The Daily Item, Sunbury, PA


April 8, 2014

'Smart' traffic signals coming to Route 15

LEWISBURG — Smart red lights at three intersections on Route 15 near Lewisburg are happening under a $325,000 grant from the Pennsylvania Department of Transportation’s District 3, which secured the funding with Union County’s needs in mind.

East Buffalo Township supervisors approved submitting applications for the adaptive traffic signals at their meeting Monday night. The township signed off on two lights, at intersections of Routes 15 and 45 and at Routes 15 and 192.

Township manager Stacey Kifolo told the panel the resolutions — and subsequent paperwork — tell PennDOT the township understands its role in ownership and maintenance of the “adaptive signal technology” signals, which use video cameras and computer software to “see” traffic, how it’s cueing or backing up and which direction of traffic needs to move next.

Lewisburg Borough Council must take the same measures, likely at its meeting next Tuesday. The borough also must approve submitting an application for the red light at Route 15 and St. Mary Street.

The funding came through an “adjustive corridor project” in which PennDOT is distributing $11 million statewide for such signals to alleviate traffic congestion on roads such as Route 15, Kifolo said.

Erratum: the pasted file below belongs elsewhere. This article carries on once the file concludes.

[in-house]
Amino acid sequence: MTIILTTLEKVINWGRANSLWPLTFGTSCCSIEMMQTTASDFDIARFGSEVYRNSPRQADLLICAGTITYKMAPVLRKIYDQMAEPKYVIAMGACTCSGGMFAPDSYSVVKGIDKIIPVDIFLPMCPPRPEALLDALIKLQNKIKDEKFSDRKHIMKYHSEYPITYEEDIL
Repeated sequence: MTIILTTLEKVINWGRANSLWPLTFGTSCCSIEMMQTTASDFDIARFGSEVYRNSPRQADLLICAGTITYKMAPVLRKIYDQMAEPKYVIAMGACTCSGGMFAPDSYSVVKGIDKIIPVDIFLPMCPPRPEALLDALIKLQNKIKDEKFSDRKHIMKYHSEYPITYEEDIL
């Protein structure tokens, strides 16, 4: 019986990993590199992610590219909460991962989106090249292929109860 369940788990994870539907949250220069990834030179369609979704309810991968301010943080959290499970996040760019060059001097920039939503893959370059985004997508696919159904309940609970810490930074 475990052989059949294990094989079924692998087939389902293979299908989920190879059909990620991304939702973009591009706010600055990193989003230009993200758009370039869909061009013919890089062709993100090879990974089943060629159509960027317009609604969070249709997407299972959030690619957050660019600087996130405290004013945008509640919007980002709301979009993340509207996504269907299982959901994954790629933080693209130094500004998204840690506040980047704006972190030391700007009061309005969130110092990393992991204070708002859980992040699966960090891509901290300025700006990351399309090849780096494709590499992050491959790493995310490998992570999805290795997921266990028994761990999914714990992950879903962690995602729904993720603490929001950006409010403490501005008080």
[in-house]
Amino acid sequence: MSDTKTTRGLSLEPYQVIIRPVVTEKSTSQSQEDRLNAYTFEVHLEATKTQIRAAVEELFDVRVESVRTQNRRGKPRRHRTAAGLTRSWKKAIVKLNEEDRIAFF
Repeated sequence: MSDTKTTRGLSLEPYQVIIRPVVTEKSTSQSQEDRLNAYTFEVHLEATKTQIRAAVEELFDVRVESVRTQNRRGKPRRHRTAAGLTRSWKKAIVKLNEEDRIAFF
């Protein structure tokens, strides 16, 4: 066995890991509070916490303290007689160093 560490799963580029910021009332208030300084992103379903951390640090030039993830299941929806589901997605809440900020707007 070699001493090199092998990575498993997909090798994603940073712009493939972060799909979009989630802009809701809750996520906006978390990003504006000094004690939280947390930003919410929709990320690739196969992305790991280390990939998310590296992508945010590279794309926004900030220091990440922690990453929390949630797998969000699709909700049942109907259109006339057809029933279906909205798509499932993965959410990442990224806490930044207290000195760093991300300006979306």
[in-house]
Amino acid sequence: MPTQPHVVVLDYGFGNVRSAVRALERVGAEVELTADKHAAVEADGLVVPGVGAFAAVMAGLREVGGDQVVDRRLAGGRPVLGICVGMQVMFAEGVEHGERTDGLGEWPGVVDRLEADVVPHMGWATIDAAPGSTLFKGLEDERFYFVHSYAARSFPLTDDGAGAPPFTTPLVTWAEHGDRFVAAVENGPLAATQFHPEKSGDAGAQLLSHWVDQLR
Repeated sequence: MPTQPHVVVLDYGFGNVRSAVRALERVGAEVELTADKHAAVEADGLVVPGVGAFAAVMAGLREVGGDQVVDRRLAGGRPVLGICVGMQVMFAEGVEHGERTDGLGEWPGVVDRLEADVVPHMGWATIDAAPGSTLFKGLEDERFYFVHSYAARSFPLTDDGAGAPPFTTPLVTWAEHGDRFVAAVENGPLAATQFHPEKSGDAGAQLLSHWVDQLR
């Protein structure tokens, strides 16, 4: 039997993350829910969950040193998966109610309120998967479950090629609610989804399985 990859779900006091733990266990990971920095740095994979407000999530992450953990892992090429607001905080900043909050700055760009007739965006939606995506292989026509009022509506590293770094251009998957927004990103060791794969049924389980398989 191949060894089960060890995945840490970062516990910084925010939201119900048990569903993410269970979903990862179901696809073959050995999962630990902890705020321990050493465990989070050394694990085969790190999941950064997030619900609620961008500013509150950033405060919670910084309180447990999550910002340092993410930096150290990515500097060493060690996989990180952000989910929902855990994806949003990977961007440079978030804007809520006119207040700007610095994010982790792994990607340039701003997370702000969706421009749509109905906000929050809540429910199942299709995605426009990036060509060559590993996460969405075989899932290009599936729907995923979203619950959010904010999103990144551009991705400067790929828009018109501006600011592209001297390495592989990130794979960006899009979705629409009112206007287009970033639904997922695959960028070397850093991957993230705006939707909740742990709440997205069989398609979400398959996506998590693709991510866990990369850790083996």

Union County has wanted the higher technology signals to improve traffic flow at the intersections and has applied for funding through the state’s Automated Red Light Enforcement Transportation Grant. However, such funding usually goes to more urban areas.

Other communities that use the system have seen 50 percent to 100 percent improvement in traffic flow efficiency.

Engineers involved with the Route 15 Corridor Project determined older signals that can’t keep up with the traffic conditions of the day have made for significant congestion at the three intersections. This also has made for traffic volume increases on the cross streets.

In other business at the meeting:

n Supervisors approved a 90-day extension for Pennsylvania House Commons developer J.C. Bar Properties Inc. and project owner Meridian Development Partners to file the necessary paperwork for the project to begin. Planning and zoning director Ralph Hess told supervisors the needed documentation covers financial obligations, stormwater management plans and an easement from the Buffalo Valley Rail Trail. Hess said such extensions are normal and this should not interfere with an expected late spring ground-breaking of the long-awaited retail and recreation center.

n Supervisors also approved final land development plans for a 14,347-square-foot student dining facility and activities complex on the Bucknell University Commons property, near the intersection of River Road and Seventh Street. Four four-story apartment buildings for students already are under construction.

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